Changes Underway for the Accessibility Standard

10/30/2012 | By Ron Burton

Some 300 proposals are under review for the A117.1 Standard

Commercial real estate professionals who are unfamiliar with the Americans with Disabilities Act (ADA) are hard to find, given the large impact that the federal legislation has had on their industry since it was enacted in 1990.

Less familiar is the impact on the local level. Accessibility “standards” developed outside of the federal regulatory process have had an effect on local and state building regulations.

The A117.1 Standard for Accessible and Usable Buildings and Facilities provides guidance to ensure that spaces are accessible for people with disabilities. Developed by the International Code Council (ICC), the A117.1 Standard is certified by the American National Standards Institute (ANSI), the sanctioning body for thousands of U.S. standards.

The A117.1 Standard has a direct connection to accessibility regulations in your community. Provisions in the standard are incorporated into the national model building codes adopted by most local and state governments. Moreover, A117.1 provisions are coordinated with the federal ADA Accessibility Guideline (ADAAG).

While compliance with the A117.1 Standard or with building codes containing A117.1 provisions does not ensure compliance with the ADAAG or ADA, revisions to the ADAAG regularly include requirements taken directly from A117.1. In fact, it’s fair to say that the ongoing development of the A117.1 Standard sets the stage for what is ultimately included in federal regulations guiding ADA compliance.

Some Proposed Changes to A117.1-2009

Among the proposals to the accessibility standard that would have the greatest impact on commercial buildings are the following:

  • Increasing the clear floor space for wheeled mobility devices. This increase would result in greater widths for restrooms, toilet stalls, work areas, and many other spaces. It would impact office, industrial, retail, and other types of commercial buildings.

  • Increasing turning spaces by 7 inches. This change would require much greater space for bathrooms as well as other spaces, such as kitchens and break rooms.

  • Retaining 36-inch interior corridor widths but adding multiple options for widths up to 40 inches.

  • Changing unobstructed forward-reach dimensions, a requirement that would impact the location of electrical outlets, switches, and controls.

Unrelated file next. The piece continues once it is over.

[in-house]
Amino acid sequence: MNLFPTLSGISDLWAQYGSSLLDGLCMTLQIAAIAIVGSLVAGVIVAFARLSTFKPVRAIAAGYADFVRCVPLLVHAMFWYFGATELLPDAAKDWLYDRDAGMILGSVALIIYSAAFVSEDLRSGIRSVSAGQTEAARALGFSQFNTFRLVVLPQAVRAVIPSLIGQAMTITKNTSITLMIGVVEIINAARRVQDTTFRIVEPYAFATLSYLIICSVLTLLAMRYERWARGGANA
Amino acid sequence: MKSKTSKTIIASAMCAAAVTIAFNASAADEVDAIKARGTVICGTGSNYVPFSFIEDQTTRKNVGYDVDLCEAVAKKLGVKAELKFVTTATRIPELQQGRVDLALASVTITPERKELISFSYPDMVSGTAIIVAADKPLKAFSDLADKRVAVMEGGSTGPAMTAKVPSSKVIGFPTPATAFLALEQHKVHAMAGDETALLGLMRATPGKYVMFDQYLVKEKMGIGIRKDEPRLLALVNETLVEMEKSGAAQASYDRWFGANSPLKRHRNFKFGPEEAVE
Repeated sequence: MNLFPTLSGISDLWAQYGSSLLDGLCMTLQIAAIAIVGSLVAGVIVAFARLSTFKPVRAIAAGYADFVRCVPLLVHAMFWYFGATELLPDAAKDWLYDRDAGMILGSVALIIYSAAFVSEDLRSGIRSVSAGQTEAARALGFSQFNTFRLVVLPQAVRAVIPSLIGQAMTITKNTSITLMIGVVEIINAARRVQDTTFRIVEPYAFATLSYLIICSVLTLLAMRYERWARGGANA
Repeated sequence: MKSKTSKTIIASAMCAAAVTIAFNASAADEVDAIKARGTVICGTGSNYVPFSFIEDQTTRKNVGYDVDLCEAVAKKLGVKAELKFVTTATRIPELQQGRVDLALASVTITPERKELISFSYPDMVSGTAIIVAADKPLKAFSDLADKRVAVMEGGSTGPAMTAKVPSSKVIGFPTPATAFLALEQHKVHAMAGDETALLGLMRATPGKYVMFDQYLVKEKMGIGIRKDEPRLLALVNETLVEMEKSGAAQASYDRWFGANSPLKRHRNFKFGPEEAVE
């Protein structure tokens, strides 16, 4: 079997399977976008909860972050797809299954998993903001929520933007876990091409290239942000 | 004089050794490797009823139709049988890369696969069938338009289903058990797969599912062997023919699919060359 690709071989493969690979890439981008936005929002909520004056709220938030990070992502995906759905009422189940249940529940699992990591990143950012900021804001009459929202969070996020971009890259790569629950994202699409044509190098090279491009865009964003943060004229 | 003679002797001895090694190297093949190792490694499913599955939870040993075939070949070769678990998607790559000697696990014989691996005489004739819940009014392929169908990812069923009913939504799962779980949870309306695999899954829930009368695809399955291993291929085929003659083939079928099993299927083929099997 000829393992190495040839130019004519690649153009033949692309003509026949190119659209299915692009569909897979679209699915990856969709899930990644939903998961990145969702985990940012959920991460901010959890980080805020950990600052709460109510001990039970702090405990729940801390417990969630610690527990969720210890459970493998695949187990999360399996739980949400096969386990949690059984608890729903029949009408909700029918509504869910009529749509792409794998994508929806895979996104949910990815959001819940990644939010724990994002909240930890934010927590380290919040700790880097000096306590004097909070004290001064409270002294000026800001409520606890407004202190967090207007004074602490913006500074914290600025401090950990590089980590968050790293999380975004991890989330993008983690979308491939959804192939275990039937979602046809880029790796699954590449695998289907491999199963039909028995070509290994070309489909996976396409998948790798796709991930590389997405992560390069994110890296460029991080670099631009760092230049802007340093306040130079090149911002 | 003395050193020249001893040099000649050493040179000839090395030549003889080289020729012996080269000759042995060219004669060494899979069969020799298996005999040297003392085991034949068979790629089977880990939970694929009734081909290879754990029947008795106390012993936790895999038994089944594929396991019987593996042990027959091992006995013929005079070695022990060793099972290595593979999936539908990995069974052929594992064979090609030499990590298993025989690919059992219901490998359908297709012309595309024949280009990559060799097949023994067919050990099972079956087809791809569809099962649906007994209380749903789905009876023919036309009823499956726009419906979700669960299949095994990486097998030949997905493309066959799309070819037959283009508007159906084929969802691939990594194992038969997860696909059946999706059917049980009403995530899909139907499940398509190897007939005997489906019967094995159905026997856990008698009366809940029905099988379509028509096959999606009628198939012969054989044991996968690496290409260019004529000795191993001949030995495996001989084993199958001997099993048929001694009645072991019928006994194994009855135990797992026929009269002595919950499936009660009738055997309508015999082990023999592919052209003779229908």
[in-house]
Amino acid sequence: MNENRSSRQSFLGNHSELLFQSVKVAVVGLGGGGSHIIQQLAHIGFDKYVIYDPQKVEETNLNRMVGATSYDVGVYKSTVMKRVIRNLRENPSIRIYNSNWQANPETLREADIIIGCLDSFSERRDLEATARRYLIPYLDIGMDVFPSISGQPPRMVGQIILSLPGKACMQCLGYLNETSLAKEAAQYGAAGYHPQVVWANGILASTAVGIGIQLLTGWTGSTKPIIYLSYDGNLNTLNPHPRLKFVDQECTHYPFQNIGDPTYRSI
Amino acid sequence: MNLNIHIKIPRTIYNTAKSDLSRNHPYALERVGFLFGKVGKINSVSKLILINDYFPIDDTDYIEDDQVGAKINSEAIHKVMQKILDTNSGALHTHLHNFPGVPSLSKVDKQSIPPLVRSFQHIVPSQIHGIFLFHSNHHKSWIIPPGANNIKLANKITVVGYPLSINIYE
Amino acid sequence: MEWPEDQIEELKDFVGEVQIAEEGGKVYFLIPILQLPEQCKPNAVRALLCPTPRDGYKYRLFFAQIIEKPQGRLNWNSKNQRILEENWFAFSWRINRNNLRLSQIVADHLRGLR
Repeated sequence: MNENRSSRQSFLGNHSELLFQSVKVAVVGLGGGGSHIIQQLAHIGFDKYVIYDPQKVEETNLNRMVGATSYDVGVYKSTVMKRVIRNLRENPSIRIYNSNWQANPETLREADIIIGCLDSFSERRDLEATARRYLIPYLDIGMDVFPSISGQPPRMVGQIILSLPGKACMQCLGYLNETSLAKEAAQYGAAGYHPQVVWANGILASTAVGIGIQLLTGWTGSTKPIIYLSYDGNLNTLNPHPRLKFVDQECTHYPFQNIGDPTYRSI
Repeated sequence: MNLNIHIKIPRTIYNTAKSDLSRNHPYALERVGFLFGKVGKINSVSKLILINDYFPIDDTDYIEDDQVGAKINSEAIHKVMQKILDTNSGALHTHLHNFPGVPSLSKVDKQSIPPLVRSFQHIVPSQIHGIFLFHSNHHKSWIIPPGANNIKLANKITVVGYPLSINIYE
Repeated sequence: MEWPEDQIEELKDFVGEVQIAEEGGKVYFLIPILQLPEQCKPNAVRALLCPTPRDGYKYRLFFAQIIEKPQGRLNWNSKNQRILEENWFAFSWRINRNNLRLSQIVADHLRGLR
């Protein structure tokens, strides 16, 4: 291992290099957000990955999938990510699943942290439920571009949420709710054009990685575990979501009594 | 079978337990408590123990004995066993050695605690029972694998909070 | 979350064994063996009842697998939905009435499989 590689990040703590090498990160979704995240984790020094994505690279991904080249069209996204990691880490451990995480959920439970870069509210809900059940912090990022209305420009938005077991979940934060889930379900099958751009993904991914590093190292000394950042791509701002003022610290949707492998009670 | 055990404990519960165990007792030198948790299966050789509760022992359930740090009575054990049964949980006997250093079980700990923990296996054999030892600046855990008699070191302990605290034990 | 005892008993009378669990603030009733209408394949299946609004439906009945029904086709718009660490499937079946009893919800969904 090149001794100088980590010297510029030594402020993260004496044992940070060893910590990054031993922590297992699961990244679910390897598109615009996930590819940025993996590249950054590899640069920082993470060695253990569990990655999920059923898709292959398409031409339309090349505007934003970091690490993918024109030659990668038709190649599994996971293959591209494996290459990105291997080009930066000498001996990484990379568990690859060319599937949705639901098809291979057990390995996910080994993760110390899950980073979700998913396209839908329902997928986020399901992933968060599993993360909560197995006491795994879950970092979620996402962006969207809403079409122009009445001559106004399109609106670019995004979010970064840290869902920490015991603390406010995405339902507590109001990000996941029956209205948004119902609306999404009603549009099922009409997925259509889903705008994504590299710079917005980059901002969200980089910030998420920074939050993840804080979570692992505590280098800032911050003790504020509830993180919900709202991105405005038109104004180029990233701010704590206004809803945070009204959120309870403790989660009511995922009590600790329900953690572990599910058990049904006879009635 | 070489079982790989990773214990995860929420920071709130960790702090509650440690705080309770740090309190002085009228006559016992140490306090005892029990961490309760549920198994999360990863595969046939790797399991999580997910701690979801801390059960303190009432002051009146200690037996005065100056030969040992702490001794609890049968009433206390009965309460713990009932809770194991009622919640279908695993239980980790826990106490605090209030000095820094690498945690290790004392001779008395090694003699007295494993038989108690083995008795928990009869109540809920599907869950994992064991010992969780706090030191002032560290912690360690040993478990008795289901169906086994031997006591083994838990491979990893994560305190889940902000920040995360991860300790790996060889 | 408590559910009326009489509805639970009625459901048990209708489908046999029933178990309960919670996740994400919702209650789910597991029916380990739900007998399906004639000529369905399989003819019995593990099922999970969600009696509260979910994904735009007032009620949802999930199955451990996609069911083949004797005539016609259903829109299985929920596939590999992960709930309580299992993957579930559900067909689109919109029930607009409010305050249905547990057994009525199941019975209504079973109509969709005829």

• Significantly increasing the width of accessible toilet compartments.

  • Increasing the width of exterior accessible routes. This change could limit design options on some building sites and increase the cost of some sidewalks, such as those leading from a parking lot to a building entrance.
Like all ANSI-certified standards, A117.1 is updated regularly. The current version was released in 2009, and the consensus development committee recently began considering possible modifications for a planned 2015 edition. More than 300 proposed changes have been submitted.

The process includes consideration of each proposal in open public meetings; an initial committee vote to approve, modify or disapprove changes; a public comment period open to anyone wishing to file a comment on committee actions; and a final committee disposition of each proposed change followed by an appeals process.

Concerns about Wheeled Mobility Devices
The commercial real estate industry has voiced concerns about some of the proposed changes to the standard. Most involve the dimensions required to accommodate persons using wheeled mobility devices, especially the latest motorized wheelchairs, scooters, and similar devices. The initial ADAAG edition and the A117.1 editions published to date have focused largely on dimensions to accommodate manually operated wheelchairs rather than those of motorized devices.

The latest proposals were triggered by the publication of a major study of wheeled mobility devices by the Center for Inclusive Design and Environmental Access (IDeA Center) at the University at Buffalo, the State University of New York. Accommodating motorized mobility devices will have a major impact on new buildings and renovations. Among the considerations are the location of light switches, electrical outlets, wall-mounted dispensers, and plumbing fixtures. Other issues include elevator controls and reach ranges over counters.

While the A117.1 process continues, many of these proposed changes will also be submitted for updates to the next editions of national model codes, such as ICC’s International Building Code and the Life Safety Code published by the National Fire Protection Association (NFPA).

Savvy commercial real estate professionals will want to stay familiar with the ongoing discussion.


Ron Burton is the codes consultant for the Building Owners and Managers Association International (BOMA). He can be reached at


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